“And if he ain’t ’bout the sickest kid they is,” declared Jimmy; “I’ll betcher he won’t get fresh no more soon. He telled me the other day he ain’t had a drink of soda water this summer, ’cause every nickel he gets got to go to Mr. Pastor’s sal’ry; he says he plumb tired supporting Brother Johnson and all his family; and, he say, every time he go up town he sees Johnny Johnson a-setting on a stool in Baltzer’s drug store just a-swigging milk-shakes; he says he going to knock him off some day ’cause it’s his nickels that kid’s a-spending.”
There was a short silence, broken by Billy, who remarked, apropos of nothing:
“I sho’ is glad I don’t hafter be a ’oman when I puts on long pants, mens is heap mo’ account.”
“I wouldn’t be a woman for nothing at all,” Jimmy fully agreed with him; “they have the pokiest time they is.”
“I’m glad I am going to be a young lady when I grow up,” Lina declared, “I wouldn’t be a gentleman for anything. I’m going to wear pretty clothes and be beautiful and be a belle like mother was, and have lots of lovers kneel at my feet on one knee and play the guitar with the other.”
“How they goin’ to play the guitar with they other knee?” asked the practical Billy.
“And sing `Call Me Thine Own,’” she continued, ignoring his interruption. “Father got on his knees to mother thirty-seven-and-a-half times before she’d say, `I will."’
“Look like he’d ‘a’ wore his breeches out,” said Billy.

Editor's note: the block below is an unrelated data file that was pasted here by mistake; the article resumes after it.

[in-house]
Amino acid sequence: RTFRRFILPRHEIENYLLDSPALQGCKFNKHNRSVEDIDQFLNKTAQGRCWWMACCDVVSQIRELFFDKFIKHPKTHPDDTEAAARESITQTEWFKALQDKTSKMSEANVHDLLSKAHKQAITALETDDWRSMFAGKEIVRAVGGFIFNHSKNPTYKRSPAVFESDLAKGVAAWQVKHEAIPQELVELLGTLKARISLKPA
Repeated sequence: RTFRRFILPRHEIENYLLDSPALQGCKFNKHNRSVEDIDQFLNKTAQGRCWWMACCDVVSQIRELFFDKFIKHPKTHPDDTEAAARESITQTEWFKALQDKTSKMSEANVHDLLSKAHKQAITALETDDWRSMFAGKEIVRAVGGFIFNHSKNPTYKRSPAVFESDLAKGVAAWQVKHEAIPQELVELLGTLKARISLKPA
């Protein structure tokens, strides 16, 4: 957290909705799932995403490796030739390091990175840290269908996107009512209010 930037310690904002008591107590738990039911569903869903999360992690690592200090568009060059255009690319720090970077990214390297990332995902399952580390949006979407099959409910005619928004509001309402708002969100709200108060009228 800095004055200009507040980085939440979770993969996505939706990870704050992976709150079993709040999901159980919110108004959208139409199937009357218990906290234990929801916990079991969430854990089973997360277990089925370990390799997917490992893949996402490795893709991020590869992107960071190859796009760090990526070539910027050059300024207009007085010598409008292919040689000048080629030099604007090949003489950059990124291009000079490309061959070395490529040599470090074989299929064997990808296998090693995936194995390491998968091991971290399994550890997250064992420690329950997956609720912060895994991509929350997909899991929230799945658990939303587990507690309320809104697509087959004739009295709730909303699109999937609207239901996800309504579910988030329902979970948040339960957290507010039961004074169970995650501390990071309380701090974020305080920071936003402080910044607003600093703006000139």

“I don’t want to be a lady,” declared Frances; “they can’t ever ride straddle nor climb a tree, and they got to squinch up their waists and toes. I wish I could kiss my elbow right now and turn to a boy.”
“They’s going to be a big nigger ’scursion to Memphis at ’leven o’clock,” said Jimmy as he met the other little boy at the dividing fence; “Sam Lamb’s going and ’most all the niggers they is. Sarah Jane ’lowed she’s going, but she ain’t got nobody to ’tend to Bennie Dick. Wouldn’t you like to go, Billy?”
“You can’t go ’thout you’s a nigger,” was the reply; “Sam Lamb say they ain’t no white folks ’lowed on this train ‘cepin’ the engineer an’ conductor.”
“Sam Lamb’d take care of us if we could go,” continued Jimmy. “Let’s slip off and go down to the depot and see the niggers get on. There’ll be ’bout a million.”
Billy’s eyes sparkled with appreciation.
“I sho’ wish I could,” he said;” but Aunt Minerva’d make me stay in bed a whole week if I want near the railroad.”
“My mama ’d gimme ’bout a million licks, too, if I projeckted with a nigger ’scursion she ’bout the spankingest woman they is. My papa put some burnt cork on his face in the Knights er Pythi’s minstrels and I know where we can get some to make us black; you go get Miss Minerva’s ink bottle too, that’ll help some, and get some matches, and I’ll go get the cork and we can go to Sarah Jane’s house and make usselfs black.”